Forrester on Social Media: Peer Influence is highly concentrated. Further proof for Social Media being a Mass Medium

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Forrester: Peer Inlfuence and Social Media Mass MediumForrester's research Peer Influence Analysis has been applied to the Western European market and conclusions are given in this article on Forrester's blog.

Idea behind Peer Influence Analysis

Peer Influence Analysis introduces that idea that there are two distinct groups on influential consumers online:

1) the Mass Mavens who use blogs, forums, and review sites to share complete opinions about brands and products online (creating what we call "influence posts") and

2) the Mass Connectors who use sites like Facebook and Twitter to connect their friends to influential content from companies and consumers (creating what we call "influence impressions").

Previous US data has shown the following concentrations: "only 13.8% of online consumers create 80% of influence posts, and just 6.2% of online consumers create 80% of all influence impressions."

A new Peer Influence research for the Western European market shows the following -even more- concentrated influence: "Across Western Europe, just 11.1% of online users create 80% of all influence posts and only 4% of online users are responsible for 80% of all influence impressions."

Peer Influence Analysis Western Europe 

Implications for Connected TV and Social TV

Having the characteristics in mind of the Mass Mavens and Mass Connectors, the TV industry can develop strategies to engage with both types of influencers in order to co-create the experience with them. It's important to understand that a small group of people effect a more-than-average amount of other people. Direct or close contact with them is important in terms of promotion, visibility and understanding what can be enhanced.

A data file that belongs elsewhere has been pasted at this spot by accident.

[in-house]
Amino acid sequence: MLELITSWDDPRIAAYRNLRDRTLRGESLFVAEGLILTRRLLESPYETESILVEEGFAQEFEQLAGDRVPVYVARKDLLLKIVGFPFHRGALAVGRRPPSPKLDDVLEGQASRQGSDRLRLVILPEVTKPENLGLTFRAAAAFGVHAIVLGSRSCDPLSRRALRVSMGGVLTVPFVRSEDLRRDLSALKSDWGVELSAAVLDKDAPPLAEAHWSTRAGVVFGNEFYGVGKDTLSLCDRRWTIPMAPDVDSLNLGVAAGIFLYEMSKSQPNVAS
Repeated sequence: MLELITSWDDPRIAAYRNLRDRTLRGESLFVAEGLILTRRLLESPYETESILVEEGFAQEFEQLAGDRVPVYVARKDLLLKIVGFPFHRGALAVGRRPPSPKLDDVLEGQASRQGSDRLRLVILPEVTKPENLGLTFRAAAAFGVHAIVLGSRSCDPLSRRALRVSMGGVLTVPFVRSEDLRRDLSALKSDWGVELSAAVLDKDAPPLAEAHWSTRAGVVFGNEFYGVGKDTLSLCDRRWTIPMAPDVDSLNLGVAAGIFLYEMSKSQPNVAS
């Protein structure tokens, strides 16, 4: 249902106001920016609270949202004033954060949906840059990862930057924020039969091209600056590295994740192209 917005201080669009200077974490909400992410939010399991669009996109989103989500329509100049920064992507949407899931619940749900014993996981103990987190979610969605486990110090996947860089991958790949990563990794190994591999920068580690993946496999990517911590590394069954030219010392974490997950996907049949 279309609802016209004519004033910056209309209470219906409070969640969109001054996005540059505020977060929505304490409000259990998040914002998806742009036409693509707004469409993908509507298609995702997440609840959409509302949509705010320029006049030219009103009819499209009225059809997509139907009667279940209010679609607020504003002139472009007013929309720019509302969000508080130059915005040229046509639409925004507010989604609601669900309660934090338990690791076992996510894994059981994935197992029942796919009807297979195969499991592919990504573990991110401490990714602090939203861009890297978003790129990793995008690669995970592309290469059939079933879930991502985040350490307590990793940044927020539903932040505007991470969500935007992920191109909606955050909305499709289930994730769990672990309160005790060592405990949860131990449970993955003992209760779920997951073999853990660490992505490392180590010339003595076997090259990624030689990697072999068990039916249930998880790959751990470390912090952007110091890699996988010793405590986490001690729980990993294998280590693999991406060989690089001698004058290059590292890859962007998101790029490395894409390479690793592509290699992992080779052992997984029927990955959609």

On AppMarket.tv we've reported and written much on the impact of Social Media and how co-creation can evolve the TV industry from this point of perspective.  An update on the Social Technographics by Forrester implies increasing opportunities for Social TV. In terms of new business models that can boost conventional revenue streams, Social TV helps to drive Television Advertising growth.

That social media is already used during watching TV has been research and almost half of all British use social media while watching TV meaning it's a concrete and real development that can further be enhanced by means of the Peer Influence Analysis.

Let Mass Mavens and Mass Connectors work -orchestrated and/or virally- together to create content and visibility on it, and achieve reach by the Mass Connectors. In this case counts the same as what I've explained in this article:

Small niches (mini social networks) are created by the viewers themselves, creating loyalty and engagement amongst the mini network towards specific content. This in turn will boost TV advertising but more importantly, it will co-create together with the technology of a Social EPG a guidance what to watch.

This latter is important, because indeed the amount of offered content is increasing, it's hard for providers to be visible. Making use of the power of the crowd is a good example of co-creation, where relevancy and engagement occur, more money can be spend and made. Long tail is key and as explained by McKinsey's Word-of-Mouth Equity a strong and small network will have more influence in the end.

 

 

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